They are so pretty, I acknowledged. They make it look effortless. I wanna be like them. I wanna be powerful and strong.

I want to be free as a bird, I thought as I watched gymnasts on the high bars.

Years passed.

I was five, six, seven and then eight. Deep inside, I knew it was never going to happen, but that didn't stop me from wishing.

“Dad, please enroll me in a gym, please?” I begged. “Mackenzie and Caitlyn and everyone else are doing gymnastics. Why can't I?”

There was always an excuse. Not enough money, he said. No good gyms around, he said. It's not the right time, he said. There was never enough money, never a good gym, and it was never the right time. As I grew older, the door began closing. People started gymnastics when they were three or four, not when they were pushing on ten.

I am fifteen, and I am already too old for one of my biggest dreams. Many of the elite gymnasts are my age—give or take a year or two—and they have been practicing since they were three or four. Maybe even two in the cases of some of them. It's taken them years to get to the point where they are now, and I can just imagine the way they feel when they are doing that which they love.

It must feel like freedom to swing around that bar, going into a Jaeger or a Tkatchev or any number of the other difficult moves gymnasts do every day.

They must feel like birds.

I see them in my hopes and my nostalgic What ifs. Nastia Liukin and Shawn Johnson competing in the 2008 Olympics are inspirations. They follow their dreams. Nastia Liukin with her perfect routine on the bars doing something no other gymnast in the world is able to do—Shawn Johnson pushing up to silver with her fabulous floor routine in Beijing—

Amazing women, both of them.

I long to be one of them, but deep in my heart, I know it is too late. The door is closed, the cage is locked, and I know. I was not meant for the bars or the floor or the beam. I cannot strike the bars hard and fast, like a cobra, and spin into rotations with my tension perfect, light and strong as a hawk.

No, that is not my path.

I am meant for the quiet room, my fingers tapping gently at the keys, exploring long-lost dreams and the wish for the future. I am meant to contemplate the ever-prevalent question in my mind:

What if?


This has been my entry for week 17 of [ profile] therealljidol. I hope you enjoyed this entry, and hopefully you will consider voting for me when the poll comes up!

Date: 2010-03-07 04:55 am (UTC)From: [identity profile]
I've always been fascinated with gymnasts too, so I understand where you're coming from here. Great entry!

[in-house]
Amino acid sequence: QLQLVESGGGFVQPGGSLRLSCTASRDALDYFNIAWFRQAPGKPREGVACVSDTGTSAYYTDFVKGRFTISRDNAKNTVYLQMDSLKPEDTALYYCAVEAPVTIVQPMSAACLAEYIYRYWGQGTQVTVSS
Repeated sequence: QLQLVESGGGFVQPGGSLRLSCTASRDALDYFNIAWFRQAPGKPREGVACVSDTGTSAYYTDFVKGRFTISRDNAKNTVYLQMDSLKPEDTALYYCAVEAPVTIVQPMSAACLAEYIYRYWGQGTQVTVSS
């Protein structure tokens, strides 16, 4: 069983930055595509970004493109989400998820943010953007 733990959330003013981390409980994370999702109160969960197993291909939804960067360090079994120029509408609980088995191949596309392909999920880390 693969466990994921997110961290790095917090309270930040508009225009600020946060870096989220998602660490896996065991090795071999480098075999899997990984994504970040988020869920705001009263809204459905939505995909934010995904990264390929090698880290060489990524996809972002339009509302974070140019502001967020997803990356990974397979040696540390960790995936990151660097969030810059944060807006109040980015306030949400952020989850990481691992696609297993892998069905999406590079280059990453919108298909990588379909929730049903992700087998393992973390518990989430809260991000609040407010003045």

Date: 2010-03-07 07:48 pm (UTC)From: [identity profile]
Thanks! :)

Date: 2010-03-07 05:44 am (UTC)From: [identity profile]
Third indeed. And "what if?" definitely seems to be the question. I think we all long for that "what if?"

Very well done.

Date: 2010-03-07 07:50 pm (UTC)From: [identity profile]
I'm so surprised I got my entry in so fast. This entry is the fastest one I've ever managed to get down on the computer screen and posted.

I definitely agree with you on the "What if?" I definitely tend to wonder about what could have been, but never so much as when I think about gymnastics. And how different my life would have been if I had pursued that particular dream.

Thanks so much. :)

Date: 2010-03-07 11:34 am (UTC)From: [identity profile]
The best advice I can ever give anyone is to follow your heart. It may not always lead you to the right place, but if it is a mistake, you learn from it and move on. Whether it turns out to be the right or wrong decision, you won't find yourself looking back at 40 and wondering "What if...."

It might be too late to get into competitive gymnastics, but you're never to old to start anything. So what if you can't go to the Olympics? You can still learn how to get on that bar and feel that wind across your face, even if it's just one time. Go for it!

Date: 2010-03-07 07:53 pm (UTC)From: [identity profile]
I would like to go to a gym someday, whether to try to do something myself in regards to gymnastics or maybe enroll my child in the sport. I just think... if I can't do it, maybe my child will be able to in a decade or two (when I actually have children!). I just would love to be involved in some way, because I really, really love it. And I'm happy with the goal I am pursuing now--my writing--but sometimes I just wonder about the path my life would have taken if I had been able to go into gymnastics.

Date: 2010-03-07 11:36 am (UTC)From: [identity profile]
This is lovely and sad. But you fly with your words and hopefully your wings will take you far!

Date: 2010-03-07 07:54 pm (UTC)From: [identity profile]